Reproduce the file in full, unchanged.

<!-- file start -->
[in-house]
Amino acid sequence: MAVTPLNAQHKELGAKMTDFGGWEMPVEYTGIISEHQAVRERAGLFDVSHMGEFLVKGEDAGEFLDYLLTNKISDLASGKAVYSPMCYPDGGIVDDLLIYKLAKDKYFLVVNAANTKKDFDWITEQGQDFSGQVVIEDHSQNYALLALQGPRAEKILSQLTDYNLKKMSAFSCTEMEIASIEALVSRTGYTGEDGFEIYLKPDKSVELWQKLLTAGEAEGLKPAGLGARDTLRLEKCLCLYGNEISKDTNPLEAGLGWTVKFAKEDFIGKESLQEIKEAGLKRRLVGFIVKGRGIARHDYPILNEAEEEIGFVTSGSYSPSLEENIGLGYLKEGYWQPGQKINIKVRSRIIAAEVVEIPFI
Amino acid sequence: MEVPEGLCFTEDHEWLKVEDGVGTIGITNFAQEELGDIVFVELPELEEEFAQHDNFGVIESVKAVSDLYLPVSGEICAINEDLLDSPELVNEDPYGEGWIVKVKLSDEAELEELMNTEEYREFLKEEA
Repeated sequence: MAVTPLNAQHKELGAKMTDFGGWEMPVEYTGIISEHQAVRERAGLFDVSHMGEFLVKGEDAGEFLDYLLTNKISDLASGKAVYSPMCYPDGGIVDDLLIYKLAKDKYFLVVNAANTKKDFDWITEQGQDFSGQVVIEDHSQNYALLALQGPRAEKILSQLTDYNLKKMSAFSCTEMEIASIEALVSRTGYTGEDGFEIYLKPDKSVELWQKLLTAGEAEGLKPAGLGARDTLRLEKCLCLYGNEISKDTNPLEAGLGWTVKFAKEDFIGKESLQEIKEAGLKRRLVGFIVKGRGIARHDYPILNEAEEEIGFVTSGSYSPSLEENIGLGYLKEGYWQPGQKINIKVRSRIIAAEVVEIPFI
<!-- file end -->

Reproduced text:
[in-house]
Amino acid sequence: MAVTPLNAQHKELGAKMTDFGGWEMPVEYTGIISEHQAVRERAGLFDVSHMGEFLVKGEDAGEFLDYLLTNKISDLASGKAVYSPMCYPDGGIVDDLLIYKLAKDKYFLVVNAANTKKDFDWITEQGQDFSGQVVIEDHSQNYALLALQGPRAEKILSQLTDYNLKKMSAFSCTEMEIASIEALVSRTGYTGEDGFEIYLKPDKSVELWQKLLTAGEAEGLKPAGLGARDTLRLEKCLCLYGNEISKDTNPLEAGLGWTVKFAKEDFIGKESLQEIKEAGLKRRLVGFIVKGRGIARHDYPILNEAEEEIGFVTSGSYSPSLEENIGLGYLKEGYWQPGQKINIKVRSRIIAAEVVEIPFI
Amino acid sequence: MEVPEGLCFTEDHEWLKVEDGVGTIGITNFAQEELGDIVFVELPELEEEFAQHDNFGVIESVKAVSDLYLPVSGEICAINEDLLDSPELVNEDPYGEGWIVKVKLSDEAELEELMNTEEYREFLKEEA
Repeated sequence: MAVTPLNAQHKELGAKMTDFGGWEMPVEYTGIISEHQAVRERAGLFDVSHMGEFLVKGEDAGEFLDYLLTNKISDLASGKAVYSPMCYPDGGIVDDLLIYKLAKDKYFLVVNAANTKKDFDWITEQGQDFSGQVVIEDHSQNYALLALQGPRAEKILSQLTDYNLKKMSAFSCTEMEIASIEALVSRTGYTGEDGFEIYLKPDKSVELWQKLLTAGEAEGLKPAGLGARDTLRLEKCLCLYGNEISKDTNPLEAGLGWTVKFAKEDFIGKESLQEIKEAGLKRRLVGFIVKGRGIARHDYPILNEAEEEIGFVTSGSYSPSLEENIGLGYLKEGYWQPGQKINIKVRSRIIAAEVVEIPFI